ADEN, Yemen — A suspected Al-Qaeda commander in the southern Yemen province of Abyan has surrendered to the authorities after negotiations conducted by tribal leaders, a security official said on Thursday.
"Jamal Ahmed Mairan, leader of Al-Qaeda in Loder and Modia (towns) handed himself in on Wednesday after mediation by tribal authorities," the official told AFP, speaking on condition of anonymity.
He said Mairan, whose home town is Modia, is wanted in connection with an attack on intelligence officers in Abyan and a bank hold-up in the spring in Aden, the main southern city.
On Monday, 15 suspected Al-Qaeda militants surrendered to the governor of Abyan province in the presence of tribal leaders and their relatives.
An official said some of the men had played "an important role" in clashes between Al-Qaeda and the army in Loder and Modia in the past few months.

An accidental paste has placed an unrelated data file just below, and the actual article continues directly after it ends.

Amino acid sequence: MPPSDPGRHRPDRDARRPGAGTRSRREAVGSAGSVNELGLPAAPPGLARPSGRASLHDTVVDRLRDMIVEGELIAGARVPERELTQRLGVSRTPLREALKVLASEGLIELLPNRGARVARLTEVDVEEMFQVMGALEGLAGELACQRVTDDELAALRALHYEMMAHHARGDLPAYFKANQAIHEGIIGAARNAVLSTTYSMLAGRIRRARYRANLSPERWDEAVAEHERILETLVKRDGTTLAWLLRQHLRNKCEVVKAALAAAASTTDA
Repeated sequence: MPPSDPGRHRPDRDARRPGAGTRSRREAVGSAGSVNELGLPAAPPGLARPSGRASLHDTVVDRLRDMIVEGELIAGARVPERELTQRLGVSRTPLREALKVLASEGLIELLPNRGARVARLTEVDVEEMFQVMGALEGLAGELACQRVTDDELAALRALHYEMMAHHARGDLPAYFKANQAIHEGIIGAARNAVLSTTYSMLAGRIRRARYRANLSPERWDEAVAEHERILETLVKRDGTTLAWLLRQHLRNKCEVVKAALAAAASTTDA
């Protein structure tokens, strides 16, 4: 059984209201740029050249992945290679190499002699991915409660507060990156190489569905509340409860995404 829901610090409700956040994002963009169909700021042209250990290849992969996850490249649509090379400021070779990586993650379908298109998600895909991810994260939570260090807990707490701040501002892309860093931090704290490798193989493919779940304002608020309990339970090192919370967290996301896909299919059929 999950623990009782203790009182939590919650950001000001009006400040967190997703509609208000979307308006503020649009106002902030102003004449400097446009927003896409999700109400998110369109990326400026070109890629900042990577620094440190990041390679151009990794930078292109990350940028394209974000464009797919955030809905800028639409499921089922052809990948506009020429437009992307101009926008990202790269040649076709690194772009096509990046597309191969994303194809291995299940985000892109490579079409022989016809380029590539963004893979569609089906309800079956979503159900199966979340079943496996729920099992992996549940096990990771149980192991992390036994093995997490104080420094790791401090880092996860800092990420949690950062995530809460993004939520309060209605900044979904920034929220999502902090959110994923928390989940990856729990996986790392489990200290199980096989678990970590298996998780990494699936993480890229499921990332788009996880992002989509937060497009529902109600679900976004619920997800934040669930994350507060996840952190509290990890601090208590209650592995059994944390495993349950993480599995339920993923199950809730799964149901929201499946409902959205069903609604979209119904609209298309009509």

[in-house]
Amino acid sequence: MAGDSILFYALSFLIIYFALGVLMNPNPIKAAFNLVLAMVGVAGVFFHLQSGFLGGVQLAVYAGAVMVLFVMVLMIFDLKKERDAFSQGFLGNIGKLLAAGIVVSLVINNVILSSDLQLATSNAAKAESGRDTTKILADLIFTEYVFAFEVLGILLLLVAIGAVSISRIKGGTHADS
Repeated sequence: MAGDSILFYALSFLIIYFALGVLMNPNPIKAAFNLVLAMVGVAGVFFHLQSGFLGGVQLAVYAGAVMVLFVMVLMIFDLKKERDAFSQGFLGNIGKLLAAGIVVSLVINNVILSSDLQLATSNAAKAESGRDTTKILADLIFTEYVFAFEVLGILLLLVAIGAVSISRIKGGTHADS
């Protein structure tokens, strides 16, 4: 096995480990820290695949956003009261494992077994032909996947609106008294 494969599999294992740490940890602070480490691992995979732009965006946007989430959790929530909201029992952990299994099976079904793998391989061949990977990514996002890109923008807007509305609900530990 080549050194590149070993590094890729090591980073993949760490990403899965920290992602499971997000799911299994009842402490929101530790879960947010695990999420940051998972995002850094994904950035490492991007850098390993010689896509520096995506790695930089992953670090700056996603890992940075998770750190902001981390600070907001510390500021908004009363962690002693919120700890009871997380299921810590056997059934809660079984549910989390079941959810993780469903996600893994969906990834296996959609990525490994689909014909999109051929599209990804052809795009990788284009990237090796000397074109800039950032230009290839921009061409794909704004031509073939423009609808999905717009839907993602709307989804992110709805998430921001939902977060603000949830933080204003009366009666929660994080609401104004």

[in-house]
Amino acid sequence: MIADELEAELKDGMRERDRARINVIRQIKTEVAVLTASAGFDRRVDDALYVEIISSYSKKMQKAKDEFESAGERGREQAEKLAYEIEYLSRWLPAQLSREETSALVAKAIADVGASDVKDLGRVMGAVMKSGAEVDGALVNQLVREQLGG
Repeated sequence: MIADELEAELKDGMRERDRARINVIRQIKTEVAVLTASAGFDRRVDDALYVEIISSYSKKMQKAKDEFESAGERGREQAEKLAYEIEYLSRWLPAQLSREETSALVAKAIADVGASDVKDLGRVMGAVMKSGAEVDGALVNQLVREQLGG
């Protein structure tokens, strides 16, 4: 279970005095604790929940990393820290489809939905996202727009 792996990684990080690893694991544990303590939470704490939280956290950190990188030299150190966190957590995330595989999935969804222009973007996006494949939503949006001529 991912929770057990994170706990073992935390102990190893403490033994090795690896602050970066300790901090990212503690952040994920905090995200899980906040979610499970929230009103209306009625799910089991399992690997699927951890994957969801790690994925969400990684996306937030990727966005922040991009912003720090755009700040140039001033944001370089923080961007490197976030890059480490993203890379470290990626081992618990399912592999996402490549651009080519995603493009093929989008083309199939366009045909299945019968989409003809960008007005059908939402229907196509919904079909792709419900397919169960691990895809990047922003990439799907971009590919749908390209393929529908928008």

Abyan and adjacent Shabwa province have become major fields of operation for Al-Qaeda as the central government in Sanaa struggles to impose its control on the region's heavily armed tribes.
Aden and Abyan are set to host part of the 20th Gulf Football Championship involving Yemen, Iraq and six Gulf monarchies from November 22 to December 5.
The United States has become increasingly concerned about the threat posed by Islamist militancy in the ancestral homeland of Osama bin Laden, and has warned of the potential for Yemen to become a regrouping ground for Al-Qaeda.
Yemen has intensified a military campaign against the network's local franchise, Al-Qaeda in the Arabian Peninsula, since it claimed responsibility for a failed bid on Christmas Day last year to blow up a US-bound airliner by a Nigerian allegedly trained in Yemen.
Further indication of the dangerous situation prevailing in the south came on Thursday when the vehicle of an intelligence services officer was blown up in Zinjibar, capital of Abyan province.
Police said a bomb was placed in the engine of the vehicle while it was parked outside the officer's house. The blast caused no casualties.